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Aristotle's Researches in Natural Science

Thomas East Lones

CHAPTER VIII.

THE PROBABLE NATURE AND EXTENT OF ARISTOTLE'S DISSECTIONS.

To the readers of Aristotle's zoological works, especially Books i.-iii. of his History of Animals, the question of the nature and extent of his dissections constantly presents itself. This question may be considered with respect to (1) the lower animals, and (2) Man, including the human foetus.

With respect to the lower animals, Aristotle often speaks of the necessity for ascertaining the structure and arrange ment of their parts by means of dissections. There are also many passages which clearly indicate the use of the dissecting-knife, e.g., parts of the description of the chamaeleon, of the eyes of the mole, and of the development of the chick in the egg. Again, some of his descriptions of the internal parts of animals, e.g., his description of the gall-bladder of the Pelamid, of the complex stomach of a ruminant, and of the aorta and its branches, indicate more than a laying open of the body of an animal and a casual inspection of its internal parts. There are also passages, e.g., those describing the movements of the heart and sides of a chamaeleon, after it had been dissected, and that referring to the movements of the heart after its removal from a tortoise, t which show that Aristotle vivisected some of the lower animals.

There are also statements which show that the dissections, if any, on which they were based were very carelessly performed, e.g., the statements that the wolf and the lion have only one bone in the neck and not separate vertebrae, and that the stomach of a dog or lion is not much wider than the intestine. Most of these statements were probably made by others and adopted by Aristotle without further examination, and, in any case, it would be unfair to estimate the value of his dissections by giving too much weight to such statements. His work on animals should be taken as a whole.

It is probable that Aristotle was taught dissection when quite young, for his father was one of the Asclepiads, an order of priest-physicians, who are said to have practised dissection and to have taught it to their children. He must have made many examinations of the internal parts of mammals, birds, reptiles, and amphibians, to which he often refers, and his extensive knowledge of many cephalopods, molluscs, echinoderms, and fishes, must have been the result of numerous dissections. A list of animals which Aristotle appears to have dissected will be found at the end of this chapter. It is probable, from the way in which adverbs of position, such as emprosthen and ypokato, are used in many passages, that Aristotle often dissected animals arranged in a vertical or at least highly inclined position.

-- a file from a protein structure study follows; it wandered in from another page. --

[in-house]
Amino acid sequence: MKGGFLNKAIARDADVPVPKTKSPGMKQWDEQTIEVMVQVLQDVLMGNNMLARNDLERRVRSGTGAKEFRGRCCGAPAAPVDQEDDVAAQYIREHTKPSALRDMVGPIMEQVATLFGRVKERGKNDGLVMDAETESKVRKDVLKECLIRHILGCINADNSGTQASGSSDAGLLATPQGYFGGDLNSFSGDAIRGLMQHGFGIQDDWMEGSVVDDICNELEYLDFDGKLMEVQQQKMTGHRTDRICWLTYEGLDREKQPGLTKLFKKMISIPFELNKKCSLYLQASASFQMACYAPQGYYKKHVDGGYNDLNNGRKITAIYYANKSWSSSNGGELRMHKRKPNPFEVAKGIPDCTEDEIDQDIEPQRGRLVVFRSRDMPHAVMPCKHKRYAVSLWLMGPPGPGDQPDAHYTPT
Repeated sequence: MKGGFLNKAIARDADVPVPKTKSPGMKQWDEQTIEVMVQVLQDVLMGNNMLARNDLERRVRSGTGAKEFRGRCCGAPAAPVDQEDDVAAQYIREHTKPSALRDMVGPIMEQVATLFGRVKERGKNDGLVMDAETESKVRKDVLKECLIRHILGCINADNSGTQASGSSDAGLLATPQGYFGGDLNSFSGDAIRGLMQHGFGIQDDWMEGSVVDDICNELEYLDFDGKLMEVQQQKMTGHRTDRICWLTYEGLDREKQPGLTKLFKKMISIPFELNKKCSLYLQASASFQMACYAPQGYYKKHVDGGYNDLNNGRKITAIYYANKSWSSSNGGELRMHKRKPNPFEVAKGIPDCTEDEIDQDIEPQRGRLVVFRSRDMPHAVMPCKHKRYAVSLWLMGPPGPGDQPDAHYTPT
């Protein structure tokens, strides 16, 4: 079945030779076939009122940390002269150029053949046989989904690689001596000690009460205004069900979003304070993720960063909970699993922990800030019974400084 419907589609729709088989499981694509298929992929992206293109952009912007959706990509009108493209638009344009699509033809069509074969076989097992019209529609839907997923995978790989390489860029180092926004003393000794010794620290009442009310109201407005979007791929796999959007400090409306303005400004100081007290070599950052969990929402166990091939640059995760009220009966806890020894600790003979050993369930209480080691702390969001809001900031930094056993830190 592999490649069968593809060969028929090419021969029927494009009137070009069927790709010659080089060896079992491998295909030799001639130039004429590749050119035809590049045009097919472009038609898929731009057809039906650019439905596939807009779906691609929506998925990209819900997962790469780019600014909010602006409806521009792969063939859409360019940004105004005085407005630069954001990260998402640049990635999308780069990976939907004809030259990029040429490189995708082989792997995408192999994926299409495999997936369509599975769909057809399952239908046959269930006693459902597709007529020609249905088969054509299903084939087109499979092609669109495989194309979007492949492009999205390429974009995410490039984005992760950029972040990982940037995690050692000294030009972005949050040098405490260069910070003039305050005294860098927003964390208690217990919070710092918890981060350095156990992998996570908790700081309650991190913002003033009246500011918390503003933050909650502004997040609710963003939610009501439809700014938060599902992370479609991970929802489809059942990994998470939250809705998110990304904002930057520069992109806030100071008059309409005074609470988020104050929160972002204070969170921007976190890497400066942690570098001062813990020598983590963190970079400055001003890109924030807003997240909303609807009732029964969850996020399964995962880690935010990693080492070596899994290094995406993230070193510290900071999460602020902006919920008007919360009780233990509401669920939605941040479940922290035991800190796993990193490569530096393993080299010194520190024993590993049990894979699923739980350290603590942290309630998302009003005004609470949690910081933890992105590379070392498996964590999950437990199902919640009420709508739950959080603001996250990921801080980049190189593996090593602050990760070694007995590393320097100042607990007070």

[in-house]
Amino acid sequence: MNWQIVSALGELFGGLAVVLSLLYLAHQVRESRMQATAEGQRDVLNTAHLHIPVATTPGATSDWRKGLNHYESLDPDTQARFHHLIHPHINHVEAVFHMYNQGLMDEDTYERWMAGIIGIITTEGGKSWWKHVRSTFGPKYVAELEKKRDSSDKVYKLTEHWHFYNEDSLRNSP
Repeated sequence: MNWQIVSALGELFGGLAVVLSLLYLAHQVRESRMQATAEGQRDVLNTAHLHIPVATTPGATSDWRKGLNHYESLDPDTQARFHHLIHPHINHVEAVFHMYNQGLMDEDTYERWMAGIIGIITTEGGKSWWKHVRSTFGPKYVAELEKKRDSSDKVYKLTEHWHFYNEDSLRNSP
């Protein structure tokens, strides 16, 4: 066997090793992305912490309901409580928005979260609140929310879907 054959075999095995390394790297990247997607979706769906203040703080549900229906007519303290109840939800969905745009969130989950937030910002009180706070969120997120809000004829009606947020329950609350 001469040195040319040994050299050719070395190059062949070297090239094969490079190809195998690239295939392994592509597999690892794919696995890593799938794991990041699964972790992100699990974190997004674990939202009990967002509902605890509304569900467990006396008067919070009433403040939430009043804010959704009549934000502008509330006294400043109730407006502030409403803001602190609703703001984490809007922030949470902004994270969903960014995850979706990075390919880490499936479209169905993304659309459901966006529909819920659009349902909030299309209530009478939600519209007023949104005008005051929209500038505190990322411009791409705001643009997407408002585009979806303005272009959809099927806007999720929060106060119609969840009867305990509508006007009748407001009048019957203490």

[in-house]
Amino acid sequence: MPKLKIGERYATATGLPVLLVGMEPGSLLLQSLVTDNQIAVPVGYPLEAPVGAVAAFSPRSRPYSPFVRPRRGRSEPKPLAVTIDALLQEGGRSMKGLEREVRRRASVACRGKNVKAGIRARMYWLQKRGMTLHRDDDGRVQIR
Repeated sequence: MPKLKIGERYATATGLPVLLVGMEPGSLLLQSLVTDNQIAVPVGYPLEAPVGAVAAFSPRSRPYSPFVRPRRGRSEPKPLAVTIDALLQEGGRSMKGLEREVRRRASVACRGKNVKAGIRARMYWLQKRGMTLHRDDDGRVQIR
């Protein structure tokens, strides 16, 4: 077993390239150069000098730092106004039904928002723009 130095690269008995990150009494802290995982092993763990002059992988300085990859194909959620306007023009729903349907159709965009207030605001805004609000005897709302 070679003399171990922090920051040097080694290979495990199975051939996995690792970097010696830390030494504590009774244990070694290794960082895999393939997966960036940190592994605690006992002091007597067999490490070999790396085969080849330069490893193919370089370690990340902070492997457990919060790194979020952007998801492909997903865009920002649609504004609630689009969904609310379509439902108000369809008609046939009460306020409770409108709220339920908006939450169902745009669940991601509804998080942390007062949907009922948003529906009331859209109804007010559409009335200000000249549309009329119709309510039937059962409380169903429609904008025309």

With respect to human bodies, the chief question to be decided is whether or no Aristotle ever dissected one of these. In order to arrive at a conclusion, it is proposed to examine the evidence obtainable from Aristotle's writings, and then to examine the evidence furnished by the writings of other authors or by other sources of information.

After describing the external parts of the human body, Aristotle says that the internal parts are less known than those of other animals and that, in order to describe them, it becomes necessary to examine the corresponding parts of animals which are most nearly related to Man. He also states that the human stomach is like that of a dog, and is not much wider than the intestine, that the occiput is empty, and that the heart is above the lungs.

These passages clearly indicate that Aristotle never dissected a human body, and there are very few passages which suggest that he did so. His description of the position of the heart, has often been cited to show that he dissected the human body, but it is not by any means sufficient. On account of the importance of these passages in connection with the question of Aristotle's dissections, it will be necessary to discuss them at some length.

The heart, Aristotle says, is more to the left side in Man, being inclined a little away from the middle line, in the upper part of the chest, towards the left breast. This is substantially correct, for about two-thirds of the volume of the heart lies to the left of the median plane and its apex is directed towards the lower part of the left breast. The description may have been written, however, after an examination of the position of the heart of one of the lower animals, supplemented by an external examination of the part of the human chest against which the heart seems to beat. It is evident that the beat of the heart, usually per ceptible about three inches to the left of the median plane and in the fifth intercostal space, would suggest that the heart lies more on the left side of the chest. Galen says that it was on this account that the heart was believed to be on the left side ; he himself believed that the heart was in a central position.